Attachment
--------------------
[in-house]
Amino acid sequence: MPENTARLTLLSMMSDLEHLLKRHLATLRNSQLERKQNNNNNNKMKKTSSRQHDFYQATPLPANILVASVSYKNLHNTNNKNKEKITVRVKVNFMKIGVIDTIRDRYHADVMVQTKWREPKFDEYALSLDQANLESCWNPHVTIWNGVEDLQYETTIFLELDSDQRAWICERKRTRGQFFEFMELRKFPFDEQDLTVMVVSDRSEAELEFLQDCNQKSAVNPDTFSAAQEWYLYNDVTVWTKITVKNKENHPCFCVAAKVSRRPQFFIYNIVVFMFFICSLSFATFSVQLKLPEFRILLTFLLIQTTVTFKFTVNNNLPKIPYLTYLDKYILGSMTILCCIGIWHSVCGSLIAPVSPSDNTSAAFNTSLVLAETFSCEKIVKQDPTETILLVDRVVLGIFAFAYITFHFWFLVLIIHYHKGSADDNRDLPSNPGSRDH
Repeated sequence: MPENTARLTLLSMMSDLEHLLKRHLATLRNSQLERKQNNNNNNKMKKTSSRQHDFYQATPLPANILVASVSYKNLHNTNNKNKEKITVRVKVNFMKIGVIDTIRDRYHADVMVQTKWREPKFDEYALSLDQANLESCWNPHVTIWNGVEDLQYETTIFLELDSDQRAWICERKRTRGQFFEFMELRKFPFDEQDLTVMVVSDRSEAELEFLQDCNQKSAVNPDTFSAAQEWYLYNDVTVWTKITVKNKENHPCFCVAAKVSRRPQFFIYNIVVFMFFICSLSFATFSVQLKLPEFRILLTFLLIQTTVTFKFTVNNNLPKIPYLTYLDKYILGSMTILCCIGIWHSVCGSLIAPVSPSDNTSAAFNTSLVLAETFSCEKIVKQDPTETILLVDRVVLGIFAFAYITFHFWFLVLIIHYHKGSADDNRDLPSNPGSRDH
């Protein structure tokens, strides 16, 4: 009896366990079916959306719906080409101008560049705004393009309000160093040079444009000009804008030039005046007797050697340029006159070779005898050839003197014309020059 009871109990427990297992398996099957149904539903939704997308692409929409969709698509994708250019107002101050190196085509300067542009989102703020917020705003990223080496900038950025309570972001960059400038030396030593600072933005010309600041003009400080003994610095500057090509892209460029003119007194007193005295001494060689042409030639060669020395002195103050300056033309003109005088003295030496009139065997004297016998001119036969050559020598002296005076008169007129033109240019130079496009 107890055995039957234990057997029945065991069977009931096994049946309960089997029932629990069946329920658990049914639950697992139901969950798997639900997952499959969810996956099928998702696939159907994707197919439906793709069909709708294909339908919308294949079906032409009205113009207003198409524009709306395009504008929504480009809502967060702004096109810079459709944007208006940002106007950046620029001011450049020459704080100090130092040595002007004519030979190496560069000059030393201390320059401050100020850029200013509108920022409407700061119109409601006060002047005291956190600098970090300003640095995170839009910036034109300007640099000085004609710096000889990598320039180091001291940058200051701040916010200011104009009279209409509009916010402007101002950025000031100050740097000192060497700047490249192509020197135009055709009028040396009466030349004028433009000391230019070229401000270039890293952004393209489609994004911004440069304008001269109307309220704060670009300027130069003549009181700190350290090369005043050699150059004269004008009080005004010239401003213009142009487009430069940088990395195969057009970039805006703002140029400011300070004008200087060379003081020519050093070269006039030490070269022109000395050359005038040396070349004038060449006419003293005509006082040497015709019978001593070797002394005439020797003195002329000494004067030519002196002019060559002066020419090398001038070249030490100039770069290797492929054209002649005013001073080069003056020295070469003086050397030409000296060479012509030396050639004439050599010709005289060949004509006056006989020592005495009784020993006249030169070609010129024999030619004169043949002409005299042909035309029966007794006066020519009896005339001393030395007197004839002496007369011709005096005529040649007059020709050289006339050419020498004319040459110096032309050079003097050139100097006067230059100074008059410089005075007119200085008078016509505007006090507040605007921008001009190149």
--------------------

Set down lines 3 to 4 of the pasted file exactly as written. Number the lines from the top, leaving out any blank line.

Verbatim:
Repeated sequence: MPENTARLTLLSMMSDLEHLLKRHLATLRNSQLERKQNNNNNNKMKKTSSRQHDFYQATPLPANILVASVSYKNLHNTNNKNKEKITVRVKVNFMKIGVIDTIRDRYHADVMVQTKWREPKFDEYALSLDQANLESCWNPHVTIWNGVEDLQYETTIFLELDSDQRAWICERKRTRGQFFEFMELRKFPFDEQDLTVMVVSDRSEAELEFLQDCNQKSAVNPDTFSAAQEWYLYNDVTVWTKITVKNKENHPCFCVAAKVSRRPQFFIYNIVVFMFFICSLSFATFSVQLKLPEFRILLTFLLIQTTVTFKFTVNNNLPKIPYLTYLDKYILGSMTILCCIGIWHSVCGSLIAPVSPSDNTSAAFNTSLVLAETFSCEKIVKQDPTETILLVDRVVLGIFAFAYITFHFWFLVLIIHYHKGSADDNRDLPSNPGSRDH
């Protein structure tokens, strides 16, 4: 009896366990079916959306719906080409101008560049705004393009309000160093040079444009000009804008030039005046007797050697340029006159070779005898050839003197014309020059 009871109990427990297992398996099957149904539903939704997308692409929409969709698509994708250019107002101050190196085509300067542009989102703020917020705003990223080496900038950025309570972001960059400038030396030593600072933005010309600041003009400080003994610095500057090509892209460029003119007194007193005295001494060689042409030639060669020395002195103050300056033309003109005088003295030496009139065997004297016998001119036969050559020598002296005076008169007129033109240019130079496009 107890055995039957234990057997029945065991069977009931096994049946309960089997029932629990069946329920658990049914639950697992139901969950798997639900997952499959969810996956099928998702696939159907994707197919439906793709069909709708294909339908919308294949079906032409009205113009207003198409524009709306395009504008929504480009809502967060702004096109810079459709944007208006940002106007950046620029001011450049020459704080100090130092040595002007004519030979190496560069000059030393201390320059401050100020850029200013509108920022409407700061119109409601006060002047005291956190600098970090300003640095995170839009910036034109300007640099000085004609710096000889990598320039180091001291940058200051701040916010200011104009009279209409509009916010402007101002950025000031100050740097000192060497700047490249192509020197135009055709009028040396009466030349004028433009000391230019070229401000270039890293952004393209489609994004911004440069304008001269109307309220704060670009300027130069003549009181700190350290090369005043050699150059004269004008009080005004010239401003213009142009487009430069940088990395195969057009970039805006703002140029400011300070004008200087060379003081020519050093070269006039030490070269022109000395050359005038040396070349004038060449006419003293005509006082040497015709019978001593070797002394005439020797003195002329000494004067030519002196002019060559002066020419090398001038070249030490100039770069290797492929054209002649005013001073080069003056020295070469003086050397030409000296060479012509030396050639004439050599010709005289060949004509006056006989020592005495009784020993006249030169070609010129024999030619004169043949002409005299042909035309029966007794006066020519009896005339001393030395007197004839002496007369011709005096005529040649007059020709050289006339050419020498004319040459110096032309050079003097050139100097006067230059100074008059410089005075007119200085008078016509505007006090507040605007921008001009190149």